A VA Disability Attorney’s Role in a VA Disability Claim
Can a VA disability attorney provide assistance in a Veterans Administration Claim? In his second inaugural address, President Abraham Lincoln envisioned the service that would become our modern Veterans Administration compensation structure. His vision included a service that would “care for him who shall have borne the battle, and for his widow, and his orphan.” Today, disability benefits for veterans and survivor benefits for their immediate family are available through the VA compensation structure. These benefits usually include monthly cash payments and free medical care at any VA facility.
The process begins with the veteran filing a claim for service connection for a disability. Some Veterans are immediately granted service connection at the level requested, and begin receiving their benefits. However, in many cases, the disability claims process is long and often frustrating.
Even for the Veteran’s claims that the VA granted, the process has not always been straightforward. For example, the VA may have entitled a veteran to a service connection from an earlier date or at a higher disability level than what is initially granted. Such veterans may not realize that the VA may entitle them to more.
Because of the complexity of the VA compensation system, an experienced VA disability attorney is an important partner in this process. Some veterans unknowingly settle for less just to start receiving checks sooner. Make sure an attorney is part of your compensation claim until the end.
What will my attorney do for me?
Let’s say the VA denied your initial claim for compensation. Or, maybe the VA granted the claim, but for a shorter time period than you requested. Do you enter the appeals process, or move on without the amount of compensation you requested? An experienced attorney can evaluate your claims file and give you honest advice on the strengths and weaknesses of your claims. It is worth noting that no one can predict how an appeal will pan out, but an attorney can point out legal strengths or weaknesses in your claim that you may not know to look for.
Disability claims are inherently complex. For example, you may be surprised to know that simply having a condition caused by an in-service event may not be enough for compensation. The condition has to be disabling in some way. The term disabling is not necessarily limited to conventional, physical meaning. There are vocational, economic, educational, and emotional facets to a disability that could warrant compensation. An experienced attorney can effectively research veteran disability case law and make a strong argument for you.
Veterans have multiple legal options. One good example that is not widely popular are “partial” disability claims. Partially disabled veterans may follow one of several avenues to reach a higher level of compensation, such as secondary or private medical opinions or unique unemployability (“TDIU”) claims.
The unfortunate truth is that the VA disability compensation system is difficult to navigate alone. Over time, the strong presumption of entitlement to benefits that Lincoln envisioned has become a weak presumption, with many unwarranted denials and backlogged appeals in the system at any given time. An attorney can help you craft the strongest possible case so that the chances of fair compensation are higher.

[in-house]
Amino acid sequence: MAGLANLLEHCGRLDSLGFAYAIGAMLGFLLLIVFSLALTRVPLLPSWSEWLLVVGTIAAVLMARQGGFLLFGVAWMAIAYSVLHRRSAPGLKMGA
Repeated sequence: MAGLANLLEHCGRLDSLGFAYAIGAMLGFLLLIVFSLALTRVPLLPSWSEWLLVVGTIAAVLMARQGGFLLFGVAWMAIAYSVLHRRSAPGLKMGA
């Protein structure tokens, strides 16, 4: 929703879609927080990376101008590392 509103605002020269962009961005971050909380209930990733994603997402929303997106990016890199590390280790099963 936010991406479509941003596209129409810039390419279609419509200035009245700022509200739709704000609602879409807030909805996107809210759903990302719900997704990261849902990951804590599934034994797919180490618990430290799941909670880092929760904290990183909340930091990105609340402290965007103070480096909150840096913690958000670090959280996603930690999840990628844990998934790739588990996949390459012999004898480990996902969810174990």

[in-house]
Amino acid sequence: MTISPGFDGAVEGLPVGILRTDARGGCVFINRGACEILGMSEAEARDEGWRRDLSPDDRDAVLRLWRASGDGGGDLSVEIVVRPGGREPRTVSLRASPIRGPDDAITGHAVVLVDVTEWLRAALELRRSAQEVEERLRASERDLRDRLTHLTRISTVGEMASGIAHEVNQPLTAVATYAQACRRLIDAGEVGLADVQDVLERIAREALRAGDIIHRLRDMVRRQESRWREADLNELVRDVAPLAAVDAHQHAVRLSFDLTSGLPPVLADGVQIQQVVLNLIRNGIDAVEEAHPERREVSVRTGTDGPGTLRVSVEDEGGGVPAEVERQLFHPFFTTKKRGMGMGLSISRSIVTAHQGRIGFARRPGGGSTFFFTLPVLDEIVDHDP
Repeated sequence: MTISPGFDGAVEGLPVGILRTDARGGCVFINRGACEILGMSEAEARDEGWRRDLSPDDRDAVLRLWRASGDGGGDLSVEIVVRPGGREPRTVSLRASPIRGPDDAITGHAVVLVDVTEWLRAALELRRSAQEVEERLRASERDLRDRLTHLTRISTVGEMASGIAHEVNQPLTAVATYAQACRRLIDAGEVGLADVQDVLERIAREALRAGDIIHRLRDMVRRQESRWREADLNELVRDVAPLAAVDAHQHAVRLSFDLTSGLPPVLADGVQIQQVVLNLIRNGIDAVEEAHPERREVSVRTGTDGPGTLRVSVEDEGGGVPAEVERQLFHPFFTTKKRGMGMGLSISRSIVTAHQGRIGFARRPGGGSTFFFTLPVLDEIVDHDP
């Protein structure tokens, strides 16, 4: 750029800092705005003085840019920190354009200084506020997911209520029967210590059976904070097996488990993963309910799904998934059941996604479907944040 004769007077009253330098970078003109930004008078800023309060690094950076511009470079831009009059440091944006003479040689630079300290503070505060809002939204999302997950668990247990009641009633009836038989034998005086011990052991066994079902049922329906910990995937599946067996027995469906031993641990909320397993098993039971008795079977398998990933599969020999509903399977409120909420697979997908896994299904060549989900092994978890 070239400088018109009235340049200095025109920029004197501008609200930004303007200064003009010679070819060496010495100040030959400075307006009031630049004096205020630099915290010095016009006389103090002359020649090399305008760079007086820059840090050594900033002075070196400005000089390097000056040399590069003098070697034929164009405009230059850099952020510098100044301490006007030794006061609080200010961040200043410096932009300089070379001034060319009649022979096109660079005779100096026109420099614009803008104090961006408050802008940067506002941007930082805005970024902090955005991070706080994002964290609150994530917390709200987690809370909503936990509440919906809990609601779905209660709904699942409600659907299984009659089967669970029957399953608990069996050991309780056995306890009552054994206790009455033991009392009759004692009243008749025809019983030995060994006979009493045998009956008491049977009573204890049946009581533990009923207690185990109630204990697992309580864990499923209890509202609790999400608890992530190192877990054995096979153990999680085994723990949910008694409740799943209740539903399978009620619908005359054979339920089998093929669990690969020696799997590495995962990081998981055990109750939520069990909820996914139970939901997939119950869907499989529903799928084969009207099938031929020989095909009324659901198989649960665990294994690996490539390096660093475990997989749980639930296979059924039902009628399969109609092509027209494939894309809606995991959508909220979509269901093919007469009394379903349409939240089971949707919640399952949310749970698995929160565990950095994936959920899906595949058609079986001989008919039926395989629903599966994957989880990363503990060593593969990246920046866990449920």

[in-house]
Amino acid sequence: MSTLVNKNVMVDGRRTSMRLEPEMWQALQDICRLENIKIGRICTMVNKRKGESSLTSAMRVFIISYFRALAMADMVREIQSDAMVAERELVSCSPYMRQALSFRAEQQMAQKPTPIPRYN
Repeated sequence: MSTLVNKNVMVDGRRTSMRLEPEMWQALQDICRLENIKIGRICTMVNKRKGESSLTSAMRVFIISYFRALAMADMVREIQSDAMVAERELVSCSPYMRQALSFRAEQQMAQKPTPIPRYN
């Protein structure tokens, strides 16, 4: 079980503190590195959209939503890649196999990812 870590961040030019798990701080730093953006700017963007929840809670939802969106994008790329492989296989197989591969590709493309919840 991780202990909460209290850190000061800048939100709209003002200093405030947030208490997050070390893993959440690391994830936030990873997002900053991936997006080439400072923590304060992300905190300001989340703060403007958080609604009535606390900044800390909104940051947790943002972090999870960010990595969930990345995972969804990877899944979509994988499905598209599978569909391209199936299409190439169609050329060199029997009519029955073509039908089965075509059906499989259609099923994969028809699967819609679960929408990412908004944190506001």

No, attorneys are not doctors. But using case law, attorneys can effectively challenge erroneous or inadequate VA examination results, which can sometimes form the entire basis of the VA’s grant or denial of benefits. Sometimes, these errors pertain to a doctor’s lack of qualifications, or to the examination report itself. The requirements for examination reports are detailed, but reports often fall short due to doctor error and the general strain on the understaffed VA system.
Attorneys can arrange for independent medical opinions if needed, and at the very least, will know when one is necessary. Additionally, a veteran may incur no additional cost for these examinations if scheduled by an attorney.
Frequently, a weak point in a VA claim is the non-medical evidence. For example, often, the ability the Veteran to work is central to a claim. Vocational experts can enlighten decision makers to the nuances of employability. Qualifications and background alone do not necessarily mean a veteran is employable. Such evidence is especially compelling in the aforementioned TDIU claims. Again, an attorney will know when to seek out such an opinion.
Cost to You
The Cameron Firm, P.C., is proud to serve veterans nationwide who must navigate the complex VA legal system. Most of the time, there is no cost to the veteran unless the case is resolved in his or her favor. In the matter of appeals, there is no cost to the veteran at all, even in successful cases.
Count on Diligent Attorneys
An attorney is a valuable partner in all phases of a disability claim. For a free consultation with an experienced Veterans disability lawyer, contact the Cameron Firm, P.C. at 800-861-7262 or fill out the contact box on our website at www.veteranappeal.com.
This article is for educational and marketing purposes only. It does not create an attorney-client relationship.